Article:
Trust member David Collins will sing Abide with Me at the FA cup final this year, representing Cardiff City

David of Cardiff was one of the winners of the Songs of Praise  FA Cup Fans choir competition. He had applied to take part in a once in a life-time experience to sing ‘Abide With Me’ on the pitch at Wembley before the final.

Sixty-four lucky football fans, who are a mix of male and female fans with ages ranging from early 20s right up to 100 years, will be representing their football club as they join with The Band of The Brigade of Gurkhas in front of almost 90,000 people on Saturday, May 30. Each fan represents one of the 64 teams who’ve made it to this year’s third round in the FA Cup.

Songs of Praise, who teamed up with BBC Sport as part of their FA Cup programming, asked for people to submit stories that reflect their personal memories and passion of the cup from every level of the game. The winning tales – selected by a panel of judges from the worlds of football, music and journalism – are a combination of amusing and moving stories which capture the spirit of the FA Cup and have a strong thread of family, community and tradition throughout.

Over 1,300 people applied to take part in the unique experience to sing ‘Abide With Me’, which has become a constant fixture since it was first sung at the FA Cup Final in 1927. In recent years, a celebrity solo singer has performed the song and this year the fans choir will join them on the football pitch. They will be led by international music producer and Songs of Praise conductor Steve Thompson, who is also a life-long fan of the FA Cup.

No singing experience was necessary to apply for the competition; those selected to perform the hymn at the FA Cup Final will now be able to practise singing ahead of the event with an online lesson which will be available on the Songs of Praise website shortly.

All the winners will also meet each other for the first time at Wembley the day before the final, where they will practice singing together and find out what it’s like to walk out onto the pitch in front of 90,000 people.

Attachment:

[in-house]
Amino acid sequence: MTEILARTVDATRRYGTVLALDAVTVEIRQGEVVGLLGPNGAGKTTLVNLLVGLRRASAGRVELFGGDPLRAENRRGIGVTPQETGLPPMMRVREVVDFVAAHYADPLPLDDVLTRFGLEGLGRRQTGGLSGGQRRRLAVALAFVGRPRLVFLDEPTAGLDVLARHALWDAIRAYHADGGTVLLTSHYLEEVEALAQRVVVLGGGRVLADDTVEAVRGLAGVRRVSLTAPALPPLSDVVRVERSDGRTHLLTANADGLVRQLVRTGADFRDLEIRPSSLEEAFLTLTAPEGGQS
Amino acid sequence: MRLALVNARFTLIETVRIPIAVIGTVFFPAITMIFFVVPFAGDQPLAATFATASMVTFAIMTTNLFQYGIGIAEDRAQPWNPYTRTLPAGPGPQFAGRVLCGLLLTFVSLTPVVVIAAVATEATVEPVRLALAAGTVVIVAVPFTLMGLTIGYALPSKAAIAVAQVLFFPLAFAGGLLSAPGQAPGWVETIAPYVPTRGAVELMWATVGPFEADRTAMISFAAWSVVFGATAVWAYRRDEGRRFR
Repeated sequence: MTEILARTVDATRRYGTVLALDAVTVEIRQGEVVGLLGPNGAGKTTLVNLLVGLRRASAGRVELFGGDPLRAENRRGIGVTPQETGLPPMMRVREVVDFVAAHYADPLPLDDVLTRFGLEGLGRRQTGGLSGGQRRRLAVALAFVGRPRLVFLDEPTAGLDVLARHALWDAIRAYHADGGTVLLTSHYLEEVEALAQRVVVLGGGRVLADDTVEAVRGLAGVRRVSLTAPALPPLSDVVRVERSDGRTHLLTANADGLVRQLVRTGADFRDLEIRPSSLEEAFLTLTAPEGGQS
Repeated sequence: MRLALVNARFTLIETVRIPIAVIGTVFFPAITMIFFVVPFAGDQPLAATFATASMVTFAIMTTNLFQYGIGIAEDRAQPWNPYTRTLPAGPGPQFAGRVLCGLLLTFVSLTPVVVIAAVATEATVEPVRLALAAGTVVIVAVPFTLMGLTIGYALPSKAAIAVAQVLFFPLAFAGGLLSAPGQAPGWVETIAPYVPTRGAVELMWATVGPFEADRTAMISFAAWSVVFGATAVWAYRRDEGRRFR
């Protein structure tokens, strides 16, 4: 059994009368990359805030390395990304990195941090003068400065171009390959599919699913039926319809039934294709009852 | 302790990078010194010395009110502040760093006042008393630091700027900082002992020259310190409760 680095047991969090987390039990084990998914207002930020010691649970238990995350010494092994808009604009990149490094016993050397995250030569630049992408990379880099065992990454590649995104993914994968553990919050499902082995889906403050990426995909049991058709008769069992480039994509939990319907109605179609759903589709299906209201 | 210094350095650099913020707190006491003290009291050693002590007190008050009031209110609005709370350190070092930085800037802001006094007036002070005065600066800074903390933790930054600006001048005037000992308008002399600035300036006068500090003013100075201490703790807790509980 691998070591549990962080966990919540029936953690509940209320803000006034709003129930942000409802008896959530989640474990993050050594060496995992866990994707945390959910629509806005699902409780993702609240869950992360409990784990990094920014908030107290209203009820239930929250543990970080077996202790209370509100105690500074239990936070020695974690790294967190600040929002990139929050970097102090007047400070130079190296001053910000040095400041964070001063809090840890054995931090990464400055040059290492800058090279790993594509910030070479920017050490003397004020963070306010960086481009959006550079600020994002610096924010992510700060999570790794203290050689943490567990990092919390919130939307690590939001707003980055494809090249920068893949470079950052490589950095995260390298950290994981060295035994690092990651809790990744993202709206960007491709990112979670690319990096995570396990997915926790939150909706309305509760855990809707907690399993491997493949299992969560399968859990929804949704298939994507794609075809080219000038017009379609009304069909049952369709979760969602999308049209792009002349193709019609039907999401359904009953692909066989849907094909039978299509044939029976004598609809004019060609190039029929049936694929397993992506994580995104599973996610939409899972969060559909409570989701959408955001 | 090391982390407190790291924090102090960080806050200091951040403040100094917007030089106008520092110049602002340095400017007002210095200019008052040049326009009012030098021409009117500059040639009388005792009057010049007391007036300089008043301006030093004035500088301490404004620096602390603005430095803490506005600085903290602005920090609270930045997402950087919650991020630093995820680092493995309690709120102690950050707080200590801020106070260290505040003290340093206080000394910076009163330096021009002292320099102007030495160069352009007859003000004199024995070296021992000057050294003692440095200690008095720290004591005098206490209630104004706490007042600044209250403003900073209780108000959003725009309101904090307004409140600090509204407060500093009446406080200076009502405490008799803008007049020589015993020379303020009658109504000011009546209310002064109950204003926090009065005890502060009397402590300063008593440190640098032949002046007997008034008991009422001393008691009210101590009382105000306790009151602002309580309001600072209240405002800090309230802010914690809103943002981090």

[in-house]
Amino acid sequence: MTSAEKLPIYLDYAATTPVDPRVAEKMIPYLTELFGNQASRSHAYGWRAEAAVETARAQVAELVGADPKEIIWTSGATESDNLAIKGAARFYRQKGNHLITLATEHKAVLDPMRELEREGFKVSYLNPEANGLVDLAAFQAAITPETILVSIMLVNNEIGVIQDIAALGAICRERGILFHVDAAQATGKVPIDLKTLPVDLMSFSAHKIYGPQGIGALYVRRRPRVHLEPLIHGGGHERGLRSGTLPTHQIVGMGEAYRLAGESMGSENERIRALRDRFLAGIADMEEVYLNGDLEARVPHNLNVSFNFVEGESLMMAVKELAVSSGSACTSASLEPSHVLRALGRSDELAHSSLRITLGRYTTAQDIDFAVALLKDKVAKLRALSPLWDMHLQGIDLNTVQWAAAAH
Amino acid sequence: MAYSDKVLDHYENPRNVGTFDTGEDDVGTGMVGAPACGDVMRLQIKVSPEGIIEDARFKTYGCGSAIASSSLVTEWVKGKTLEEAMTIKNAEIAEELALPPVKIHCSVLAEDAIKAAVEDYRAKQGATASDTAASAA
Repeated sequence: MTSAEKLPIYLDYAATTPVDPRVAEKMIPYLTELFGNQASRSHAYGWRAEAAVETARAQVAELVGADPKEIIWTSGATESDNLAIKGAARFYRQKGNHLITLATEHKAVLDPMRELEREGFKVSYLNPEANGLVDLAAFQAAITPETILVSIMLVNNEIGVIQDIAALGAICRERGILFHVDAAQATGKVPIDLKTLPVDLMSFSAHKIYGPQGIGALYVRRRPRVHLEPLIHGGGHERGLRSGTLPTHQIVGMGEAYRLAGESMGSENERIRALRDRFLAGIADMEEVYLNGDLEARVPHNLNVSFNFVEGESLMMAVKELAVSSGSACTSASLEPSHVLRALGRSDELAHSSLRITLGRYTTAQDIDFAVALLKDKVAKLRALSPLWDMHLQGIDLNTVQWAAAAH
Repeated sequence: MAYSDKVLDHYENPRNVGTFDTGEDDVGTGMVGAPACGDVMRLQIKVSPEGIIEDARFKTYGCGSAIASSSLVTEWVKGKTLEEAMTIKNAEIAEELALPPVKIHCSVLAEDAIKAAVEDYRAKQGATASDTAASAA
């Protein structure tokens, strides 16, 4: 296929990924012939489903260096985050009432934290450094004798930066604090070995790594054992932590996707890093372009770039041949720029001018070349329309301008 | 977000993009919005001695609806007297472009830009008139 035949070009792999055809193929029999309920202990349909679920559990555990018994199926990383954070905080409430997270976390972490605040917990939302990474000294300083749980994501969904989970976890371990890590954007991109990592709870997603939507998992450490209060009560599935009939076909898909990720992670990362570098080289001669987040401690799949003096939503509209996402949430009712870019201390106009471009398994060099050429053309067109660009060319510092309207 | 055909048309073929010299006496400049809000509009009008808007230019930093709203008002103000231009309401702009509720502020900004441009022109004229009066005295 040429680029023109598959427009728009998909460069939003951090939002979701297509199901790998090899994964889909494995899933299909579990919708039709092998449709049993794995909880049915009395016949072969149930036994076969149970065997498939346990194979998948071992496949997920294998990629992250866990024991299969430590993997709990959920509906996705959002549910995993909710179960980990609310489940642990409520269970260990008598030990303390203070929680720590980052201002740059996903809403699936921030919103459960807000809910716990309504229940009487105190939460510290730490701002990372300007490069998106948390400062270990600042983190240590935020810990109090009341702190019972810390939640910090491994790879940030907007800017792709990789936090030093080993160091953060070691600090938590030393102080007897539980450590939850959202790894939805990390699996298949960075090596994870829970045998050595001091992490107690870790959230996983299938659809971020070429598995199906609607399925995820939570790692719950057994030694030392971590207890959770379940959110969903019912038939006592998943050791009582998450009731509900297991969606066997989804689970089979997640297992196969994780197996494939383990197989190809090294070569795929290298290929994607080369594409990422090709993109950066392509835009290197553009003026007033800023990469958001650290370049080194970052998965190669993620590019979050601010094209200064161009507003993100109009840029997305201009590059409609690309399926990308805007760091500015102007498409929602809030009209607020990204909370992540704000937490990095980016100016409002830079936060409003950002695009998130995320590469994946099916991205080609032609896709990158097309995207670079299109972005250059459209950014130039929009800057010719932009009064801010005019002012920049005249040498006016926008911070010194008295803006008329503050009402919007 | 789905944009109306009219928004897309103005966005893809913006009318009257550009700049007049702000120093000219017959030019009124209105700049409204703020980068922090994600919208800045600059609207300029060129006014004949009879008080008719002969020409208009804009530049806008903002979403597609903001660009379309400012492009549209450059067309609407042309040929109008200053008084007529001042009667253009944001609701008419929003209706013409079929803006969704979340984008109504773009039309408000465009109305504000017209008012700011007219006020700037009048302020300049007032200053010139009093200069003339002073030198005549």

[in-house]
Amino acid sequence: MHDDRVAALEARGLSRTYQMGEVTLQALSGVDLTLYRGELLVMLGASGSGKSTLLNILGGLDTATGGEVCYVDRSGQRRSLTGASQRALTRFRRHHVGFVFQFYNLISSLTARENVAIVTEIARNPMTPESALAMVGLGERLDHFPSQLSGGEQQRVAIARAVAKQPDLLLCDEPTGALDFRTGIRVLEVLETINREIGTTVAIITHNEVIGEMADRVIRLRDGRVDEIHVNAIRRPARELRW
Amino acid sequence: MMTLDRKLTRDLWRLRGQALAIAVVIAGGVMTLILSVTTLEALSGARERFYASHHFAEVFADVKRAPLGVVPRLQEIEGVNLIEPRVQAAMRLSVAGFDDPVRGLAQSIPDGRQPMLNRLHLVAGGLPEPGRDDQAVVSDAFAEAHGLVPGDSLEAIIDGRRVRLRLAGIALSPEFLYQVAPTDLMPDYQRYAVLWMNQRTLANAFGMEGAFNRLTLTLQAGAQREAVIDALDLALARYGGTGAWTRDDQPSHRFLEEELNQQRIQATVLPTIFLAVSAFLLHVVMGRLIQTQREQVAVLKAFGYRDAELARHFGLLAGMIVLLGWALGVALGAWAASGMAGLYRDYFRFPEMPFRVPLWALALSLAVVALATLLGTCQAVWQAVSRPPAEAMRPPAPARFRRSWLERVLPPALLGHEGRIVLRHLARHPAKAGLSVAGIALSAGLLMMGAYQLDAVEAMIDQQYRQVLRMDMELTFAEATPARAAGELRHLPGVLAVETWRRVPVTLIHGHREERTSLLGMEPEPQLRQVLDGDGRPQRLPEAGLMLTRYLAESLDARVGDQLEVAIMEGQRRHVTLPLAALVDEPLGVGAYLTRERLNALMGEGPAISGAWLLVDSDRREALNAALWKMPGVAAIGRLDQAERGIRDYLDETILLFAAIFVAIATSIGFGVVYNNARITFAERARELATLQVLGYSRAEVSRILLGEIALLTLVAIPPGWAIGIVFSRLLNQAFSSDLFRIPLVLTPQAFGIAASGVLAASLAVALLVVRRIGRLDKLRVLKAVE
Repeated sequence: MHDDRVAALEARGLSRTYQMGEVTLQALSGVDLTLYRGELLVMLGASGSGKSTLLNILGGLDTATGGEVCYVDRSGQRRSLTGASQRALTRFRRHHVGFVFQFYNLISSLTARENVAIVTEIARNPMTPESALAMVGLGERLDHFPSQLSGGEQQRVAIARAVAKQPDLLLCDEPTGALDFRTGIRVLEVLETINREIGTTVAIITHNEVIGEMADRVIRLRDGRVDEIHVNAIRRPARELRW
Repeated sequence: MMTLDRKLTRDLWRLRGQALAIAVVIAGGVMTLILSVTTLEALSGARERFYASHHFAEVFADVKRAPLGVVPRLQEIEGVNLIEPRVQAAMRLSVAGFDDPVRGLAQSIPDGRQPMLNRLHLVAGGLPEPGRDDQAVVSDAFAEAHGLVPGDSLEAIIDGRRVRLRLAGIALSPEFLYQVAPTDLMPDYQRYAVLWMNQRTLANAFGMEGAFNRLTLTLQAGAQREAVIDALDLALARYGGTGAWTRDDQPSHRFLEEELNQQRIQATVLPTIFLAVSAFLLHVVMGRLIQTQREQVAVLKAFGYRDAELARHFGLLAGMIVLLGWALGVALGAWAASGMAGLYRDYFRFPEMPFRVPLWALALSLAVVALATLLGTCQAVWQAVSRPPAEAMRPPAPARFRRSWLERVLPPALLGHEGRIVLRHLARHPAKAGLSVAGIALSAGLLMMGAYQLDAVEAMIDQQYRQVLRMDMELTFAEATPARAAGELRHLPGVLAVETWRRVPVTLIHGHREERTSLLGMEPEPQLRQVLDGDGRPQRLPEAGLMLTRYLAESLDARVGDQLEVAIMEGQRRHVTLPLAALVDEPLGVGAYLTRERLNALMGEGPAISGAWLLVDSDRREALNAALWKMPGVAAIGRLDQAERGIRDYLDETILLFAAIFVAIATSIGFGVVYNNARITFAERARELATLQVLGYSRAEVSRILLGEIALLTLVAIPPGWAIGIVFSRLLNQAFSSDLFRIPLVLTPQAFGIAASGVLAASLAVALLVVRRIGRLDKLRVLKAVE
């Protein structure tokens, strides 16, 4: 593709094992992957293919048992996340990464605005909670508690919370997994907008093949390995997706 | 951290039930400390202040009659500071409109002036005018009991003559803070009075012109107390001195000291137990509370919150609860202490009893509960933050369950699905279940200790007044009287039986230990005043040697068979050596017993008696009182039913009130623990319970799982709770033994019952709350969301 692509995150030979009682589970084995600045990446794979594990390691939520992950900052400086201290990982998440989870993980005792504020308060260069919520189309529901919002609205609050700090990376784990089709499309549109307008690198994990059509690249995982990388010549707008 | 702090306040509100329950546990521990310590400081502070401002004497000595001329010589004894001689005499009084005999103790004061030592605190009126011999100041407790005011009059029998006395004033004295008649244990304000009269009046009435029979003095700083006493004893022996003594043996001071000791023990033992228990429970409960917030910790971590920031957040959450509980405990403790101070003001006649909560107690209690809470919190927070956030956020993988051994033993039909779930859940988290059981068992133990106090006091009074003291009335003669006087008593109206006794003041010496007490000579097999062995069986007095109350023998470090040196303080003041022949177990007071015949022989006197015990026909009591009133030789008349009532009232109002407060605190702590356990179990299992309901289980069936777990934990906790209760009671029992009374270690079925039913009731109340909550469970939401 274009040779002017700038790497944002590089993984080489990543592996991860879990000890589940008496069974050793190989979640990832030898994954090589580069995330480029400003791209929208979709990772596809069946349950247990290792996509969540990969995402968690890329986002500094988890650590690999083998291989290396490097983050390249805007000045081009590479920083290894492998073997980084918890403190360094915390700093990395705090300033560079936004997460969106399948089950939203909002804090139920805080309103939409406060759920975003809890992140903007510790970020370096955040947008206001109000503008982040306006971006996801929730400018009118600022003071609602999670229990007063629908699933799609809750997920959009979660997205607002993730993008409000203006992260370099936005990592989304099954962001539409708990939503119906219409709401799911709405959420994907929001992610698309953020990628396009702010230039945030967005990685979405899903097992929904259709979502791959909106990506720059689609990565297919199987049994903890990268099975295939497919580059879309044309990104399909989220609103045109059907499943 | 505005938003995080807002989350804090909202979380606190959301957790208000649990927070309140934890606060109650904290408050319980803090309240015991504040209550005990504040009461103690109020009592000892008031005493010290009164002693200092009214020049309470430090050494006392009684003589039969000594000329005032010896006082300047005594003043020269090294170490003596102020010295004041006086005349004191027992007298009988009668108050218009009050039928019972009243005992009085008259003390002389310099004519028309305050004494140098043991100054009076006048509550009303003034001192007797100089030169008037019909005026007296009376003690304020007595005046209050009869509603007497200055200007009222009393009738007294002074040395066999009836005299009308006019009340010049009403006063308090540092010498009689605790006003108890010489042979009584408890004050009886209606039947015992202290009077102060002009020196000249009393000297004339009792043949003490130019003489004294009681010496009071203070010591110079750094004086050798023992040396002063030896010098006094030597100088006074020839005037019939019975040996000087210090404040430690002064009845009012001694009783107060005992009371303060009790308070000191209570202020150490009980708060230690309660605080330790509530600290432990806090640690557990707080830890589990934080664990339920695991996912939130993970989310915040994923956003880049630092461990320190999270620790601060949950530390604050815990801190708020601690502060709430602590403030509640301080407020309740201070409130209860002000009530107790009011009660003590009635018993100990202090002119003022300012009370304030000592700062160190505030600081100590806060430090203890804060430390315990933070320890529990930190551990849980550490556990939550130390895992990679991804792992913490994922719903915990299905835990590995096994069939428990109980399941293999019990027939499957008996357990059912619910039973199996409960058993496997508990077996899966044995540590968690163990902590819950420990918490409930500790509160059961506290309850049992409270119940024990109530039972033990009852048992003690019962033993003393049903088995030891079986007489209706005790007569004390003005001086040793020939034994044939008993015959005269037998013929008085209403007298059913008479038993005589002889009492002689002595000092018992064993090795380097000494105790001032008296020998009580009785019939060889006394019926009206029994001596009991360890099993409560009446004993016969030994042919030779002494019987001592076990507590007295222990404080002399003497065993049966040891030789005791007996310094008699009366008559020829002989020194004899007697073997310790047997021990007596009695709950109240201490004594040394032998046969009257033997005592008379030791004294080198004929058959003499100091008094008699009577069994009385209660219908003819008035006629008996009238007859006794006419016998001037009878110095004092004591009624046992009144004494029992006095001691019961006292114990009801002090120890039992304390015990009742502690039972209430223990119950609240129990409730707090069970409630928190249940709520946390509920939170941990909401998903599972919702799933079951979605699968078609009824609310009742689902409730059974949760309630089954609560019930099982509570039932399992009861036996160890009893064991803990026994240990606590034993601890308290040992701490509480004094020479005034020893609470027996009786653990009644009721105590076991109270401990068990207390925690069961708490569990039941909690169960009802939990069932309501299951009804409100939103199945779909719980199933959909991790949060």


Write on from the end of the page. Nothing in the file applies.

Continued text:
Aaqil Ahmed, Head of Commissioning – Religion, TV and Head of Religion & Ethics, said: “We’ve had a great response to the competition which has really sparked the interest of those who have a passion for football. We wanted to make the competition open to anyone to apply hence why no singing experience was necessary. The concept was to involve the whole football family and to find the emotional and personal connection between football and singing. It truly is a once in a life-time opportunity to perform at the FA Cup Final and for two members of the choir, whose clubs will be playing in the final, it’s the stuff dreams are made of.”

All the winners’ stories and details can be found on the Songs of Praise website www.bbc.co.uk/facupfanschoir

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The Trust wrote to Labour, Plaid Cymru, Conservative and Liberal candidates who are standing in Cardiff in next month’s General Election to seek their views on the Supporters Direct manifesto on fan involvement and governance of football clubs.

So far the following responses have been received

JO STEVENS (LABOUR CARDIFF CENTRAL) As a lifelong football fan and Cardiff City season ticket holder, I know what experience, knowledge, skill and innovation, fans in the stands and at home can bring to our clubs. Football clubs are an integral part of our communities, binding people together in a way that few other things can.

That’s why I’m a longstanding supporter of the campaign to ensure that we, as supporters, have a formal role in the ownership and governance of our clubs.

I’d urge every Cardiff City supporter to get behind the Supporters Direct “Manifesto To Reform Football” and make sure you ask every candidate in Cardiff Central seeking to be your MP from May 2015 to do the same.

MARTIN POLLARD (PLAID CYMRU, CARDIFF CENTRAL) I believe strongly in localism, and I fully support the Supporters Direct manifesto for fans to have a formal role in the ownership and governance of their football clubs. This model has led to strong fan involvement in Swansea City, Merthyr Tydfil, Newport County and Wrexham clubs.

ELIN WALKER (PLAID CYMRU, CARDIFF NORTH) I was pleased to read your manifesto, and very interested in the concepts espoused within it. As you may know, Plaid Cymru is keen to promote grassroots participation in decision making, so it makes perfect sense for supporters to take a key role in such activities.